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Venus in alabaster lying on marble - Germany, mid-18th century
Venus in alabaster lying on marble - Germany, mid-18th century - Sculpture Style Louis XIV Venus in alabaster lying on marble - Germany, mid-18th century - Venus in alabaster lying on marble - Germany, mid-18th century - Louis XIV
Ref : 90682
5 800 €
Period :
17th century
Provenance :
Germany
Medium :
Alabaster
Dimensions :
L. 15.75 inch X H. 7.87 inch X P. 5.12 inch
Sculpture  - Venus in alabaster lying on marble - Germany, mid-18th century 17th century - Venus in alabaster lying on marble - Germany, mid-18th century
Galerie Sismann

European old master sculpture


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Venus in alabaster lying on marble - Germany, mid-18th century

Since Antiquity, the motif of the reclining nude woman has enjoyed considerable success amongst artists. Already present on the Roman sarcophagi of the first centuries, glorified by the greatest masterpieces of Western art such as the Sleeping Ariana or the Venus of Urbino and Dresden by Giorgione and Titian, this theme with a strong sensual connotation gives body to the object of the gaze and male desire.
Our work is at the heart of this iconographic tradition which in the 17th century in Germany and the Northern Netherlands encountered an unprecedented development in the field of statuary. Within this production stands out a corpus of small groups sculpted in alabaster to which our work could well be linked. Sometimes executed by great masters like Léonard Kern, all of them present, like our sculpture, women with slender canon and generous and sensual pulpits, languid in a setting of drapery. Among them, many Venus, some Diana, but also penitent Mary Magdalene, resting on the skull serving as a support for her meditation. Within this set, our young extended woman applied to writing seems to be able to relate to the first group of Venus. Indeed, if her very original attitude could tend to confuse her with Clio, muse of poetry, or with another mythical or historical female character whose erudition or talents of writing would be to celebrate, her nudity offered to contemplation is none other than the admitted attribute of the goddess of love. The artists of the time showed a certain interest in the representations of Venus writing in bed, sometimes assisted by Cupid, as attested by, among other things, a 17th century ink attributed to Giovanni Andrea Sirani, now kept at the Louvre Museum.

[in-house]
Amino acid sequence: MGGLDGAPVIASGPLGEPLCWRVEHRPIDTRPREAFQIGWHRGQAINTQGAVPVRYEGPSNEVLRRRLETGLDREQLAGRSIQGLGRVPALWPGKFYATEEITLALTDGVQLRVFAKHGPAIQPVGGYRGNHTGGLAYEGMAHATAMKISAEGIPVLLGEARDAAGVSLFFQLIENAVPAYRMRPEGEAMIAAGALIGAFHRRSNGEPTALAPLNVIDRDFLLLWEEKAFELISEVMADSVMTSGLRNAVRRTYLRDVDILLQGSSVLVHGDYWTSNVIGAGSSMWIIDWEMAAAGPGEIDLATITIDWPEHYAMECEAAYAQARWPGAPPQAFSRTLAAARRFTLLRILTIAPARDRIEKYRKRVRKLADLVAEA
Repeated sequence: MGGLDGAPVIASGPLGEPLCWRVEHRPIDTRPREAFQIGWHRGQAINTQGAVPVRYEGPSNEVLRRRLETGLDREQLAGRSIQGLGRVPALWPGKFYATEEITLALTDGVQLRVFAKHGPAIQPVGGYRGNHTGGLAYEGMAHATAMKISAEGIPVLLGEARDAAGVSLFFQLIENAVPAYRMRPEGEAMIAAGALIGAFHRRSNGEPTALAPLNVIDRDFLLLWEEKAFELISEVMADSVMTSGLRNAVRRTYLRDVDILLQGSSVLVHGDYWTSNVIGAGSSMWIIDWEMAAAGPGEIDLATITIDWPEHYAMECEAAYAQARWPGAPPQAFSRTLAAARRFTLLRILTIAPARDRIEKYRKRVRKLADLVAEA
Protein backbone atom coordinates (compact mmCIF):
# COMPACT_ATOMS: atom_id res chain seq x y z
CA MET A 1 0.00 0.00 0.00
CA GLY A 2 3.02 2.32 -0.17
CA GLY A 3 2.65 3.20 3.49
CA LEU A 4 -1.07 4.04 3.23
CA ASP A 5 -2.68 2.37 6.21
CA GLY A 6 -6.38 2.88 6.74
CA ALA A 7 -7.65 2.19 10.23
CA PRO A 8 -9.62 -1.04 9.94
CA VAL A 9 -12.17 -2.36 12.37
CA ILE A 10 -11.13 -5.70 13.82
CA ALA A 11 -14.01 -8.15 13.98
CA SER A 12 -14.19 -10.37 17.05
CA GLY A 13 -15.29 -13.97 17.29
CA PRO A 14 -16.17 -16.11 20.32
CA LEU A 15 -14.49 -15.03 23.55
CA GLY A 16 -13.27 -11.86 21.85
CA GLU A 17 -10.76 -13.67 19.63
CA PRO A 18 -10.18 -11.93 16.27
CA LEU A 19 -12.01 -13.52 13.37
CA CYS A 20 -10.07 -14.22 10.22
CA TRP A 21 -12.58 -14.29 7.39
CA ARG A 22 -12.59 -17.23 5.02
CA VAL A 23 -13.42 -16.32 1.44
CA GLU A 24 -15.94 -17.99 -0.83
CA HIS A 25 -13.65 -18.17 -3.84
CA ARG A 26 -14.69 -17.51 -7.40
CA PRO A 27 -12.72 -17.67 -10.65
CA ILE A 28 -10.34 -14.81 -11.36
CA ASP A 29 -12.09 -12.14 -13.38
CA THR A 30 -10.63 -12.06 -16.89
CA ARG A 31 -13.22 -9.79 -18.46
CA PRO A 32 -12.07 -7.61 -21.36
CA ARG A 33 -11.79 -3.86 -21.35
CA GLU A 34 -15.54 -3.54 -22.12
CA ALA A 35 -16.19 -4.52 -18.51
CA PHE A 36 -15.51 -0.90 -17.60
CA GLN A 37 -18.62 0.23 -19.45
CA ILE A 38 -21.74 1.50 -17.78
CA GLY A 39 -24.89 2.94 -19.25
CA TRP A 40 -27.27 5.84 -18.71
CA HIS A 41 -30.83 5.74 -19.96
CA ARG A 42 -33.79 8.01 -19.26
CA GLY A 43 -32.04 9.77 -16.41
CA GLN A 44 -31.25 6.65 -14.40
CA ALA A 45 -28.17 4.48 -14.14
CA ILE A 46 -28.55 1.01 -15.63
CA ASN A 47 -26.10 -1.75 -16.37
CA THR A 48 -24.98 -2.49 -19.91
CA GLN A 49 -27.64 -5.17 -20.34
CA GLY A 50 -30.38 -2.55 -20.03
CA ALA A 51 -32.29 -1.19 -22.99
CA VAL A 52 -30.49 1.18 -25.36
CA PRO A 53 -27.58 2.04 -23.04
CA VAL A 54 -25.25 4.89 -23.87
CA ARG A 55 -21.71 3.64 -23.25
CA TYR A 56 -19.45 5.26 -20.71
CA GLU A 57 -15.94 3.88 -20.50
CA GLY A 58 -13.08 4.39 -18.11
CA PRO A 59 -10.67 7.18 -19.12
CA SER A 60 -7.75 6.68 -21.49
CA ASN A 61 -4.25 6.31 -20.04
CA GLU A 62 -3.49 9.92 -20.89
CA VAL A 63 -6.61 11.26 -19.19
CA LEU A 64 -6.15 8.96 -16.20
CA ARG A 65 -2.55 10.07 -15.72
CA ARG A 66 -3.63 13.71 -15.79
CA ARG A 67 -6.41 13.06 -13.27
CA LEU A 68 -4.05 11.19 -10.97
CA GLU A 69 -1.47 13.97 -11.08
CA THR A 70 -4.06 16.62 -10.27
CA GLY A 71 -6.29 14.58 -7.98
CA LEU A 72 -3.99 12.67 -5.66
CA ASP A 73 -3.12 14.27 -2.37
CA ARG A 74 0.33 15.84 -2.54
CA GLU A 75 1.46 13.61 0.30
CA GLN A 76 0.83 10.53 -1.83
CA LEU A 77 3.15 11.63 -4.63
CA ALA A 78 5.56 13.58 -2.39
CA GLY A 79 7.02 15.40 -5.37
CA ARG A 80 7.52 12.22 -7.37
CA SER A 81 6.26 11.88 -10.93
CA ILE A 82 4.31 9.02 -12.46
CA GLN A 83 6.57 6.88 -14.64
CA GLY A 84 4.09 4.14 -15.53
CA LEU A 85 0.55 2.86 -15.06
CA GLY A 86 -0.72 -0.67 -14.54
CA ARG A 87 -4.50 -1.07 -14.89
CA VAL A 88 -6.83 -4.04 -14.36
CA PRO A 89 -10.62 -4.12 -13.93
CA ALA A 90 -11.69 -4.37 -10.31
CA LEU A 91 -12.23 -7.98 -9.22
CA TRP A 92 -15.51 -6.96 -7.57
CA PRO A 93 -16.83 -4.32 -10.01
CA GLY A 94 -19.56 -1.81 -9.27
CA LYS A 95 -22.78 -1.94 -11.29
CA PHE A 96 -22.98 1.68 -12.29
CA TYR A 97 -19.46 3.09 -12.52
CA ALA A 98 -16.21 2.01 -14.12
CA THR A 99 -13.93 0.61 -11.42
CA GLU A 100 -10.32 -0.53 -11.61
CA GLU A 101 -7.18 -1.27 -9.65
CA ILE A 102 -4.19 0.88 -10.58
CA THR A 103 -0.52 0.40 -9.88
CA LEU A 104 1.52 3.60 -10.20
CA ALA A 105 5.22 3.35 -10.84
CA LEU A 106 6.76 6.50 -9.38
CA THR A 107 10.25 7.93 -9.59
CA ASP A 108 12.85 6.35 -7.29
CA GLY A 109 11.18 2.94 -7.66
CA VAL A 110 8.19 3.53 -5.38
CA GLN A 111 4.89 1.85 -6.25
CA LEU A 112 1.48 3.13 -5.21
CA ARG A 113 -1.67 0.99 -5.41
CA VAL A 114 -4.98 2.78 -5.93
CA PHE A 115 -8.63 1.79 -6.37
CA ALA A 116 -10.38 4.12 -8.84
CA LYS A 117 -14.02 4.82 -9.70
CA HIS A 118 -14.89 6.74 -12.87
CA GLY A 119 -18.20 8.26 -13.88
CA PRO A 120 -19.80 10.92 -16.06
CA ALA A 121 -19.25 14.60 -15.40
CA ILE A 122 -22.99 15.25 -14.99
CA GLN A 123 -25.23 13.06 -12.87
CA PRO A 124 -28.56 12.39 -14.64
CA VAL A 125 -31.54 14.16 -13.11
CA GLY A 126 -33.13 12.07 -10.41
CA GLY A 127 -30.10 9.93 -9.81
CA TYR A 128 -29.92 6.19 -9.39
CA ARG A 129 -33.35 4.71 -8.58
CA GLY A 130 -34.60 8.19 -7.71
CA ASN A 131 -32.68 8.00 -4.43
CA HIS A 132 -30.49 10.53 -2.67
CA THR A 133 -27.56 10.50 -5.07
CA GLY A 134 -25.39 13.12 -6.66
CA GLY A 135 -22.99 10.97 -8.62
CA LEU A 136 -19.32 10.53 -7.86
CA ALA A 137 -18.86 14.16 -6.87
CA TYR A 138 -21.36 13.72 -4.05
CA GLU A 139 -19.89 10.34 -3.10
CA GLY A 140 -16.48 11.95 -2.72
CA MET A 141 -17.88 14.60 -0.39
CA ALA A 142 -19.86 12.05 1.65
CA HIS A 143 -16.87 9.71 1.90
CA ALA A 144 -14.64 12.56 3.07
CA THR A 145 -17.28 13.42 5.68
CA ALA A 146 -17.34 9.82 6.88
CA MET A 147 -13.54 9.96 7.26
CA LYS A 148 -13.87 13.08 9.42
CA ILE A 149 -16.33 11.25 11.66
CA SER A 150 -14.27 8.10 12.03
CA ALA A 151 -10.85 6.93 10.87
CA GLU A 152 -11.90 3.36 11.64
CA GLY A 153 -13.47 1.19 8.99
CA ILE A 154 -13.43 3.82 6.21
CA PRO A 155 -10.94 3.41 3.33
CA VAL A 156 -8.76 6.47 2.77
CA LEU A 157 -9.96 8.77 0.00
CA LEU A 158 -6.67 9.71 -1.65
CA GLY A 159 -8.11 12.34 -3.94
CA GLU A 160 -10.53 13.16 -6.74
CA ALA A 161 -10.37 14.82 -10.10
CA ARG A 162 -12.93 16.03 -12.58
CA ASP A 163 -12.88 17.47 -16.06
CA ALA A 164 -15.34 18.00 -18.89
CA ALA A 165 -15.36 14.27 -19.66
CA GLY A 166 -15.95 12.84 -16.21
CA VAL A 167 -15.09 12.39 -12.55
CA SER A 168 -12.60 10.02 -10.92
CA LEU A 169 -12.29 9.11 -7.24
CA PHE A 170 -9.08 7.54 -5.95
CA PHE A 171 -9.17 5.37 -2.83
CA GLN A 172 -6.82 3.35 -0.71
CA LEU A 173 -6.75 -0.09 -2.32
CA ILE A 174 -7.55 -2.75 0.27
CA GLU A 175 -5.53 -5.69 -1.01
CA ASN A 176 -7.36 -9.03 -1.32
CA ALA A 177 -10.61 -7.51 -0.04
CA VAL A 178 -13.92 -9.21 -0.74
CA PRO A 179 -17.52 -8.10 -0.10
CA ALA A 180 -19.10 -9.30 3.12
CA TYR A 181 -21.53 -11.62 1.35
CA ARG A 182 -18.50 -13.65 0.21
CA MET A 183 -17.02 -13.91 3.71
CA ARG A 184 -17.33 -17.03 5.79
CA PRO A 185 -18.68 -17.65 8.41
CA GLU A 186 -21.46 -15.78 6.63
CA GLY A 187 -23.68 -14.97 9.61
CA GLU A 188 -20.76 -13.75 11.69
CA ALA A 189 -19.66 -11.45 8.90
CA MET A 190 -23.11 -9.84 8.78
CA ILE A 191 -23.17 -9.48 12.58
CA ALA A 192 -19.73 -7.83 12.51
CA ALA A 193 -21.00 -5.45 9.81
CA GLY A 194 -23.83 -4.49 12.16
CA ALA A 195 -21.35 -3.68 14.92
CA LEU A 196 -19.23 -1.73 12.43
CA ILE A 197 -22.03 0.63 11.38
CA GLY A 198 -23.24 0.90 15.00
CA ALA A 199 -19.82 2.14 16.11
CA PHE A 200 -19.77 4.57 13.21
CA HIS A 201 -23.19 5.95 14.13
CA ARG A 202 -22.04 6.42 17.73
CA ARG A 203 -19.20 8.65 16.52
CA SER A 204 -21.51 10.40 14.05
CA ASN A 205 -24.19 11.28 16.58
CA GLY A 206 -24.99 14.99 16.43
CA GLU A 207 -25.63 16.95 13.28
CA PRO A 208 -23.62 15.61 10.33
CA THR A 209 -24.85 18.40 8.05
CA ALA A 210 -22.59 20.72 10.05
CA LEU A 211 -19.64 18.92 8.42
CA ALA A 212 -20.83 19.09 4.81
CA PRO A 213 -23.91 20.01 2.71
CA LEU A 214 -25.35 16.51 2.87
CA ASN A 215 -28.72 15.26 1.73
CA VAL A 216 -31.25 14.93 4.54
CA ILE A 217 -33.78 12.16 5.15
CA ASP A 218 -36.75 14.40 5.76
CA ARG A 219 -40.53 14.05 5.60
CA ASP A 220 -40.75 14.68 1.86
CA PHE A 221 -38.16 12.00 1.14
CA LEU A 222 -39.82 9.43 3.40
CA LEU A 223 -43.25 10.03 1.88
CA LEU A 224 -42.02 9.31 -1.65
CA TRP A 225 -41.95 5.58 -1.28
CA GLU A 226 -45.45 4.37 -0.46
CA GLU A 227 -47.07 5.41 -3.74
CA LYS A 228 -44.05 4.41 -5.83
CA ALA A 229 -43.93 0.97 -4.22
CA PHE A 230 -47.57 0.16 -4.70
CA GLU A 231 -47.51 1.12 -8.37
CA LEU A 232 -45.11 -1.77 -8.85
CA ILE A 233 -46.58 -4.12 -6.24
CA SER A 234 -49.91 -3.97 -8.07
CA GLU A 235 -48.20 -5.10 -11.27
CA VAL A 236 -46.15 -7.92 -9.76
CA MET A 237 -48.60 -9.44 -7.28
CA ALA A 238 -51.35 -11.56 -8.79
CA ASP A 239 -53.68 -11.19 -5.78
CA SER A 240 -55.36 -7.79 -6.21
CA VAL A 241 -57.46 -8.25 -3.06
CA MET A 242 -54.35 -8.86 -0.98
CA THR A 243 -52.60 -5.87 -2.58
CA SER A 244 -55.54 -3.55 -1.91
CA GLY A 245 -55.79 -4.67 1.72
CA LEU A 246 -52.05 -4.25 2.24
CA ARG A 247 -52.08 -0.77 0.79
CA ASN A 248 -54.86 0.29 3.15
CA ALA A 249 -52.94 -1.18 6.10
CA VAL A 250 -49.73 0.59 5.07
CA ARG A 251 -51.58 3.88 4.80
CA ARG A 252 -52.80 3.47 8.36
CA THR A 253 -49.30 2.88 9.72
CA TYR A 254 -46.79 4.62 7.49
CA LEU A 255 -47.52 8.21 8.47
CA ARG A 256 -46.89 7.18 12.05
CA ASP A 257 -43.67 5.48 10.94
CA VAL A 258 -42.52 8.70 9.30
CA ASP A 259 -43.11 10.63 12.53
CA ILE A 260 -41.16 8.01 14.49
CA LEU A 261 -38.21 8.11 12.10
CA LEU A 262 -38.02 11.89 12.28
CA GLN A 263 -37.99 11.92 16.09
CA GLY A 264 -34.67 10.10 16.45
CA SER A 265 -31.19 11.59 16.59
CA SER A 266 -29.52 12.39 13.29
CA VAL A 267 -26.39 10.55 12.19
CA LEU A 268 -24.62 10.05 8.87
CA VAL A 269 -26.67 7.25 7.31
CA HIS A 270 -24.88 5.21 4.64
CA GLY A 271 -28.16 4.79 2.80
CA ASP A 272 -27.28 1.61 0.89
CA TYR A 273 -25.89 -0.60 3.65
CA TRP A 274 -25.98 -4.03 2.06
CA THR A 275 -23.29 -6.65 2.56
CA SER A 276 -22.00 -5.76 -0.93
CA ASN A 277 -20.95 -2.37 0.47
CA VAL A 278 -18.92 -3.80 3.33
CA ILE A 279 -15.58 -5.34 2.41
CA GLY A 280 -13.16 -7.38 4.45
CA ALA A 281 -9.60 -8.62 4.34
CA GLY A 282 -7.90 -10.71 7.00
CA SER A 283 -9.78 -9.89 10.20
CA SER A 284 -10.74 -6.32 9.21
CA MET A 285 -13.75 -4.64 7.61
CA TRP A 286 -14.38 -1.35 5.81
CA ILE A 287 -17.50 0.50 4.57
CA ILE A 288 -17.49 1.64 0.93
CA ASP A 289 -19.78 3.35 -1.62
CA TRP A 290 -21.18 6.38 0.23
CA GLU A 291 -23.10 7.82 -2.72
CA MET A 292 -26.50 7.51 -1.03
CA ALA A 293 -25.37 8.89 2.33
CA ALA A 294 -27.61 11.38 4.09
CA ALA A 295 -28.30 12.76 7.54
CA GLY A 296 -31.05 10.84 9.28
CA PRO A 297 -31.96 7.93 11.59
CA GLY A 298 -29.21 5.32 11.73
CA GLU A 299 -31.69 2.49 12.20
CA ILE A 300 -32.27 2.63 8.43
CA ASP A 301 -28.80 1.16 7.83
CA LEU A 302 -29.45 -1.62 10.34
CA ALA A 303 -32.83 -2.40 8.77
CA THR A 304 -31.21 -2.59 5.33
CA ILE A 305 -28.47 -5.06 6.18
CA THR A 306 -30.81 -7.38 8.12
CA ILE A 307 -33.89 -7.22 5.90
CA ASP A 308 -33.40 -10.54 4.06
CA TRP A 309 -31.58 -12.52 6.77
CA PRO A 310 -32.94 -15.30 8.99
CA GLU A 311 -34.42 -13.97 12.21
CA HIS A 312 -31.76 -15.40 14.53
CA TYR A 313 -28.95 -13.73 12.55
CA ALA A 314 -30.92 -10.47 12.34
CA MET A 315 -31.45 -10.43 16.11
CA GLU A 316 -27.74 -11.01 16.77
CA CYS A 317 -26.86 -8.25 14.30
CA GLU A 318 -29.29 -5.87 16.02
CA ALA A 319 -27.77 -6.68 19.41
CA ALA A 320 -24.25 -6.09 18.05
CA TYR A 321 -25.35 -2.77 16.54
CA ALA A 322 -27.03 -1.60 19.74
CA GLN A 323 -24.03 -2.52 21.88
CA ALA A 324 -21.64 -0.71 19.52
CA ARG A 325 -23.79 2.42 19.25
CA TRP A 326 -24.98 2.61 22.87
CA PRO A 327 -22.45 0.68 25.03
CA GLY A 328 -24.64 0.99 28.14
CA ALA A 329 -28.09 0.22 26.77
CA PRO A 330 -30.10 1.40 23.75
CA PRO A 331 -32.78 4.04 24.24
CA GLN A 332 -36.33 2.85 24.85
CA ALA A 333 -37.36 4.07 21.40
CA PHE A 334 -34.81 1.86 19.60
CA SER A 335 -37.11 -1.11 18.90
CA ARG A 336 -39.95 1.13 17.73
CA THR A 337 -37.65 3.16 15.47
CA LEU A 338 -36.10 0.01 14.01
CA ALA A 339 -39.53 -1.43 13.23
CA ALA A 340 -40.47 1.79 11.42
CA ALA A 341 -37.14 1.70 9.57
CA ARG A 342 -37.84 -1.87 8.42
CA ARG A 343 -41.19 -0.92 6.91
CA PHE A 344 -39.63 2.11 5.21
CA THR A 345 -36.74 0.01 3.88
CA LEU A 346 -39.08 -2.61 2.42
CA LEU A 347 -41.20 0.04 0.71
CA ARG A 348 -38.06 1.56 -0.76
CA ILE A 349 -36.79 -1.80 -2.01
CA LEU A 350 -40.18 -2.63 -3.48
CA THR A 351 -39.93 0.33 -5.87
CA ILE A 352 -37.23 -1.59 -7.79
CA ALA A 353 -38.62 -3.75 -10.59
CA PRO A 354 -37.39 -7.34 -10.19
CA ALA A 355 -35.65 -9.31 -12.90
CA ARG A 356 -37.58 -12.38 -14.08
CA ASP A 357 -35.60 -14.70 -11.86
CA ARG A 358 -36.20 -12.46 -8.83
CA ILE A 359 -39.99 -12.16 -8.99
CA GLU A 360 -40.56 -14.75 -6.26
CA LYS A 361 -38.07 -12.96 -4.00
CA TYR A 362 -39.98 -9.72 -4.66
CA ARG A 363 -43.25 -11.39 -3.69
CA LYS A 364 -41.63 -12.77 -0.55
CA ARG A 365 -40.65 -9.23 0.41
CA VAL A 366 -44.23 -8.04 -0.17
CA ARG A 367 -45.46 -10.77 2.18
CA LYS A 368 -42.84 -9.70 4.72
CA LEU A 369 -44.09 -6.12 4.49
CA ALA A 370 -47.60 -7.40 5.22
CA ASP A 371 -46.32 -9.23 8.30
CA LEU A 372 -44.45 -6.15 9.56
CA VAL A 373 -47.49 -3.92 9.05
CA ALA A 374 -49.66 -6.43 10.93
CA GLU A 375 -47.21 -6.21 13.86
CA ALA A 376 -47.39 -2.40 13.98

Like the other alabasters in this corpus of elongated female figures, our Venus was a highly coveted collector's item of the wealthy elite of the time. Maintaining a certain proximity with the sculptures of Garden in the region, these pieces were intended to adorn rich interiors, taking place in niches or on fireplace shelves.


Complete documentary file on request.

Galerie Sismann

CATALOGUE

Marble Sculpture Louis XIV